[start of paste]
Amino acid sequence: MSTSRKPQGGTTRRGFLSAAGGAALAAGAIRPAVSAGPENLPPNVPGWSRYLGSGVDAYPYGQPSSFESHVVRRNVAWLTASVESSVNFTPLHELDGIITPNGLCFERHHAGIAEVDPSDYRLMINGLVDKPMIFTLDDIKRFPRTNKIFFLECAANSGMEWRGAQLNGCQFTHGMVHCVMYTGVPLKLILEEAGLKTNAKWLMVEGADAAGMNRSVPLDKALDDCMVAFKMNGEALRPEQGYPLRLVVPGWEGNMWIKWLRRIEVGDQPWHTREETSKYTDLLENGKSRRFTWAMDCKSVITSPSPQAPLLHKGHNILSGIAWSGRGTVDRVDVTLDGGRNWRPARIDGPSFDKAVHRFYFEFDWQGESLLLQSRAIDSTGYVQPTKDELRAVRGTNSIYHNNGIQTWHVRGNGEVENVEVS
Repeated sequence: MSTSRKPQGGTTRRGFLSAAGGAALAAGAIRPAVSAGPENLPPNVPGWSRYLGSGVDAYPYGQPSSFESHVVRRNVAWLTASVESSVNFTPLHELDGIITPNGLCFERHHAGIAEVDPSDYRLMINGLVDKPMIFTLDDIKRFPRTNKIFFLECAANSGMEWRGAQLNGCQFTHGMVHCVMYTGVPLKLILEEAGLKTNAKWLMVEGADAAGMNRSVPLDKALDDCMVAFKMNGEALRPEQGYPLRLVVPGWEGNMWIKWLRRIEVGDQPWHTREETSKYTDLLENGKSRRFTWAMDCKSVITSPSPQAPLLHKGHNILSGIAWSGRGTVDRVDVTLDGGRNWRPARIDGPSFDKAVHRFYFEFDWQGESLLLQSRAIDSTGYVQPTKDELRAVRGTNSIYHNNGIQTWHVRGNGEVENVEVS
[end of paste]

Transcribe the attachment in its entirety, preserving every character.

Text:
Amino acid sequence: MSTSRKPQGGTTRRGFLSAAGGAALAAGAIRPAVSAGPENLPPNVPGWSRYLGSGVDAYPYGQPSSFESHVVRRNVAWLTASVESSVNFTPLHELDGIITPNGLCFERHHAGIAEVDPSDYRLMINGLVDKPMIFTLDDIKRFPRTNKIFFLECAANSGMEWRGAQLNGCQFTHGMVHCVMYTGVPLKLILEEAGLKTNAKWLMVEGADAAGMNRSVPLDKALDDCMVAFKMNGEALRPEQGYPLRLVVPGWEGNMWIKWLRRIEVGDQPWHTREETSKYTDLLENGKSRRFTWAMDCKSVITSPSPQAPLLHKGHNILSGIAWSGRGTVDRVDVTLDGGRNWRPARIDGPSFDKAVHRFYFEFDWQGESLLLQSRAIDSTGYVQPTKDELRAVRGTNSIYHNNGIQTWHVRGNGEVENVEVS
Repeated sequence: MSTSRKPQGGTTRRGFLSAAGGAALAAGAIRPAVSAGPENLPPNVPGWSRYLGSGVDAYPYGQPSSFESHVVRRNVAWLTASVESSVNFTPLHELDGIITPNGLCFERHHAGIAEVDPSDYRLMINGLVDKPMIFTLDDIKRFPRTNKIFFLECAANSGMEWRGAQLNGCQFTHGMVHCVMYTGVPLKLILEEAGLKTNAKWLMVEGADAAGMNRSVPLDKALDDCMVAFKMNGEALRPEQGYPLRLVVPGWEGNMWIKWLRRIEVGDQPWHTREETSKYTDLLENGKSRRFTWAMDCKSVITSPSPQAPLLHKGHNILSGIAWSGRGTVDRVDVTLDGGRNWRPARIDGPSFDKAVHRFYFEFDWQGESLLLQSRAIDSTGYVQPTKDELRAVRGTNSIYHNNGIQTWHVRGNGEVENVEVS